On Dec. 8, 2018, cadets from the Military Academy will take to the field to defend its current winning streak against the Naval Academy midshipmen in the 119th annual Army-Navy football game.

“America’s game” is no typical rivalry. Cadets and midshipmen, including the players on the field, endure rigorous challenges that extend far beyond the classroom.


Which of these prestigious institutions outperforms the other is an enduring debate. To settle the question, we compared the academies in terms of academics, the “plebe” experience, location, career options and football statistics — read through to find out which of these rivals has the edge.

Full disclosure: The author of this post graduated from the US Naval Academy in 2010. This comparison is based on totally objective analysis, but you can weigh in with your perspective at the links on her author bio.

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The US Naval Academy’s sprawling campus, known to midshipmen as ‘the yard,’ is located in Annapolis, Maryland.

(US Naval Academy Flickr photo)

LOCATION: The Naval Academy in Annapolis, Maryland is nestled in an idyllic location on the Chesapeake Bay.

Annapolis, the “sailing capital of the world,” is just outside the Naval Academy gates. Midshipmen are part of life in the picturesque town.

The correct term for students at the Naval Academy is “midshipmen,” not cadets like their counterparts at West Point.

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The US Military Academy in West Point, New York.

(US Military Academy Flickr photo)

Army’s West Point is a bit more isolated, and located on the western bank of the Hudson River.

Cadets have to travel much farther to experience the joys of time-off in a city.

On the rare occasion they get to experience extracurricular activities, midshipmen have an abundance of options in closer proximity.

In terms of location, the Naval Academy takes the trophy.

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Midshipmen toss their midshipmen covers at the end of their class graduation in May 2018.

(US Navy photo by Petty Officer 3rd Class Kaitlin Rowell)

ACADEMICS: US News ranks the Naval Academy as the #2 Public School for an undergraduate degree.

The student-faculty ratio is 8:1 at Annapolis, and about 75% of classes there have fewer than 20 students, according to US News.

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Cadets enter Michie Stadium for their graduation ceremony at West Point. 936 cadets walked across the stage in May 2017 to join the Long Gray Line, as West Point’s graduates are known.

(US Army photo by Michelle Eberhart)

West Point is ranked at #1

At West Point, the student-faculty ratio is 7:1, and about 97% of classes have fewer than 20 students. West Point also offers 37 majors, compared to the 26 offered at the Naval Academy.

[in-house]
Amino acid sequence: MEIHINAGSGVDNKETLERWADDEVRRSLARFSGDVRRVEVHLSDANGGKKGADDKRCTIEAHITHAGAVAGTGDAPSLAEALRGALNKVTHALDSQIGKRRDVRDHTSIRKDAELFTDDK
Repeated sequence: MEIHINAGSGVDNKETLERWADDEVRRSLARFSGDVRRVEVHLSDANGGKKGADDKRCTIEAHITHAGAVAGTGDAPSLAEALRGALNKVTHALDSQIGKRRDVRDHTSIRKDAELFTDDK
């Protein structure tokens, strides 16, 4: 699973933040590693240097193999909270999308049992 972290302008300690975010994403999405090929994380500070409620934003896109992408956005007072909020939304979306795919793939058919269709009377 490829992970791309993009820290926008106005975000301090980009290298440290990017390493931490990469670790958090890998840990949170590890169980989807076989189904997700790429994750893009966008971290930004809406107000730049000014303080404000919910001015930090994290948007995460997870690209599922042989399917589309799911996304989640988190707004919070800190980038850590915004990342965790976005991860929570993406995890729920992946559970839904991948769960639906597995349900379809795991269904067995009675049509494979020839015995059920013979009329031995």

Based on self-reported data compiled by US News, West Point has an edge over Navy in academics.

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A new cadet reports for ‘Reception Day’ in summer 2016. Cadets must endure a difficult 7-week training regimen before being accepted into the Corps of Cadets at the beginning of the academic year.

(US Army photo by Staff Sgt. Vito Bryant)

MILITARY TRAINING: Academics are only part of the curriculum at these federally-funded academies. Students begin with tough summer training to kick off their military careers.

These training regimens are generally comparable to basic training for officers and enlisted, and provoke a lot of debate about whether they’re easier than what other officers must go through.

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Plebes must endure difficult challenges during their first summer at the Naval Academy.

(US Navy photo by Seaman Danian Douglas)

At the Naval Academy, “plebe summer” involves rigorous physical activities, including PT in the surf.

At both academies, freshmen are referred to as “plebes” to indicate their lesser status. These students are also known as midshipmen fourth-class; first classes are seniors.

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Cadets from the class of 2022 ‘ring the bell’ at the end of their March Back, marking the culmination of Cadet Basic Training.

(US Army photo by Michelle Eberhart)

At the end of their first summer, cadets conduct a 12-mile ‘March Back’ to West Point from Camp Buckner before being formally accepted into the Corps of Cadets.

The initial summer training at both institutions are physically and mentally challenging. In terms of difficulty, the two stand on even ground.

But Naval Academy midshipmen have to endure one more week than their cadet brothers and sisters, so we have to give the edge to Navy’s plebe summer.

(When the last real plebe summer took place remains an open debate among graduates).

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30 cadets ended up injured during the pillow fight in 2015.

(CBS / Screenshot from Youtube)